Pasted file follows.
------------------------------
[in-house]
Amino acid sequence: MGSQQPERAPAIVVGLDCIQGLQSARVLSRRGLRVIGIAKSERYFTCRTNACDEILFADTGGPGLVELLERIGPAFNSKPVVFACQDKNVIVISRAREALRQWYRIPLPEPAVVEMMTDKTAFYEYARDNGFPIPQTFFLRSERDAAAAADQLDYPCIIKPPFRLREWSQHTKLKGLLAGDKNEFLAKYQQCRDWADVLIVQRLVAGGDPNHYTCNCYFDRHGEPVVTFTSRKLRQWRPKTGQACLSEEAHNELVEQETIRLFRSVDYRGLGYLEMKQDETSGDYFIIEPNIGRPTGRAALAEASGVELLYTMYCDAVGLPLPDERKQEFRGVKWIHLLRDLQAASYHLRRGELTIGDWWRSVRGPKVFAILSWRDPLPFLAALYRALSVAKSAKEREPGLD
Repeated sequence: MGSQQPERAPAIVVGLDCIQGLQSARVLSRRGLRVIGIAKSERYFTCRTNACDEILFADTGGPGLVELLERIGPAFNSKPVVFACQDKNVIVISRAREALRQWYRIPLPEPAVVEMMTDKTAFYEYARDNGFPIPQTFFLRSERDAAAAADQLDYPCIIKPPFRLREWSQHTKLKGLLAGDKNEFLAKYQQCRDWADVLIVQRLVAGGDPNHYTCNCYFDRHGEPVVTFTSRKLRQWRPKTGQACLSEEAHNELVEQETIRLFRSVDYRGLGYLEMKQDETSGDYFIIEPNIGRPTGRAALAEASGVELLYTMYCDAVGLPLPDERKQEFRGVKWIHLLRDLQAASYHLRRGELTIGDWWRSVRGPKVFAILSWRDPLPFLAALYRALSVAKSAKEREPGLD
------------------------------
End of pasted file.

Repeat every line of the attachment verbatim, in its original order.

[in-house]
Amino acid sequence: MGSQQPERAPAIVVGLDCIQGLQSARVLSRRGLRVIGIAKSERYFTCRTNACDEILFADTGGPGLVELLERIGPAFNSKPVVFACQDKNVIVISRAREALRQWYRIPLPEPAVVEMMTDKTAFYEYARDNGFPIPQTFFLRSERDAAAAADQLDYPCIIKPPFRLREWSQHTKLKGLLAGDKNEFLAKYQQCRDWADVLIVQRLVAGGDPNHYTCNCYFDRHGEPVVTFTSRKLRQWRPKTGQACLSEEAHNELVEQETIRLFRSVDYRGLGYLEMKQDETSGDYFIIEPNIGRPTGRAALAEASGVELLYTMYCDAVGLPLPDERKQEFRGVKWIHLLRDLQAASYHLRRGELTIGDWWRSVRGPKVFAILSWRDPLPFLAALYRALSVAKSAKEREPGLD
Repeated sequence: MGSQQPERAPAIVVGLDCIQGLQSARVLSRRGLRVIGIAKSERYFTCRTNACDEILFADTGGPGLVELLERIGPAFNSKPVVFACQDKNVIVISRAREALRQWYRIPLPEPAVVEMMTDKTAFYEYARDNGFPIPQTFFLRSERDAAAAADQLDYPCIIKPPFRLREWSQHTKLKGLLAGDKNEFLAKYQQCRDWADVLIVQRLVAGGDPNHYTCNCYFDRHGEPVVTFTSRKLRQWRPKTGQACLSEEAHNELVEQETIRLFRSVDYRGLGYLEMKQDETSGDYFIIEPNIGRPTGRAALAEASGVELLYTMYCDAVGLPLPDERKQEFRGVKWIHLLRDLQAASYHLRRGELTIGDWWRSVRGPKVFAILSWRDPLPFLAALYRALSVAKSAKEREPGLD